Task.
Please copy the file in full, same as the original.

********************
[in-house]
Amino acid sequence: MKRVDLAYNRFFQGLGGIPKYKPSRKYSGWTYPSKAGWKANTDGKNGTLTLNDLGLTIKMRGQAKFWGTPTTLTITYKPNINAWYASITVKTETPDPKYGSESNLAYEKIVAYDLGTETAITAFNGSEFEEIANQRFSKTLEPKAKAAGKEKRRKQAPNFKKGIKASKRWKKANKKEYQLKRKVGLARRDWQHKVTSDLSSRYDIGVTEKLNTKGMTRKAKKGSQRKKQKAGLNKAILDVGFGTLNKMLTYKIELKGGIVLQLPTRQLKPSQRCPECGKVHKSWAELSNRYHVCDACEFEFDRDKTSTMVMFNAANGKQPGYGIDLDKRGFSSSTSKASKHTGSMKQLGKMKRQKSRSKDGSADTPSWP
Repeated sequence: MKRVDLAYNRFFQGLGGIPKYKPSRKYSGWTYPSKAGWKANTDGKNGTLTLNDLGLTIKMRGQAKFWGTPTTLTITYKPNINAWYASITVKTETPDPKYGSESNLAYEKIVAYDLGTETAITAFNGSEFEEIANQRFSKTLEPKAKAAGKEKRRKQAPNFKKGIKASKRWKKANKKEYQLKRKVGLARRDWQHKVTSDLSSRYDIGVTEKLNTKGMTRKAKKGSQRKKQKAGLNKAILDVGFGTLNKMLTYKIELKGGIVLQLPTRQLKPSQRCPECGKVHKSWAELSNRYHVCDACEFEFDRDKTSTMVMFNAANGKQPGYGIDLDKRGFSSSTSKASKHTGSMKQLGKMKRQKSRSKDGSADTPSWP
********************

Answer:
[in-house]
Amino acid sequence: MKRVDLAYNRFFQGLGGIPKYKPSRKYSGWTYPSKAGWKANTDGKNGTLTLNDLGLTIKMRGQAKFWGTPTTLTITYKPNINAWYASITVKTETPDPKYGSESNLAYEKIVAYDLGTETAITAFNGSEFEEIANQRFSKTLEPKAKAAGKEKRRKQAPNFKKGIKASKRWKKANKKEYQLKRKVGLARRDWQHKVTSDLSSRYDIGVTEKLNTKGMTRKAKKGSQRKKQKAGLNKAILDVGFGTLNKMLTYKIELKGGIVLQLPTRQLKPSQRCPECGKVHKSWAELSNRYHVCDACEFEFDRDKTSTMVMFNAANGKQPGYGIDLDKRGFSSSTSKASKHTGSMKQLGKMKRQKSRSKDGSADTPSWP
Repeated sequence: MKRVDLAYNRFFQGLGGIPKYKPSRKYSGWTYPSKAGWKANTDGKNGTLTLNDLGLTIKMRGQAKFWGTPTTLTITYKPNINAWYASITVKTETPDPKYGSESNLAYEKIVAYDLGTETAITAFNGSEFEEIANQRFSKTLEPKAKAAGKEKRRKQAPNFKKGIKASKRWKKANKKEYQLKRKVGLARRDWQHKVTSDLSSRYDIGVTEKLNTKGMTRKAKKGSQRKKQKAGLNKAILDVGFGTLNKMLTYKIELKGGIVLQLPTRQLKPSQRCPECGKVHKSWAELSNRYHVCDACEFEFDRDKTSTMVMFNAANGKQPGYGIDLDKRGFSSSTSKASKHTGSMKQLGKMKRQKSRSKDGSADTPSWP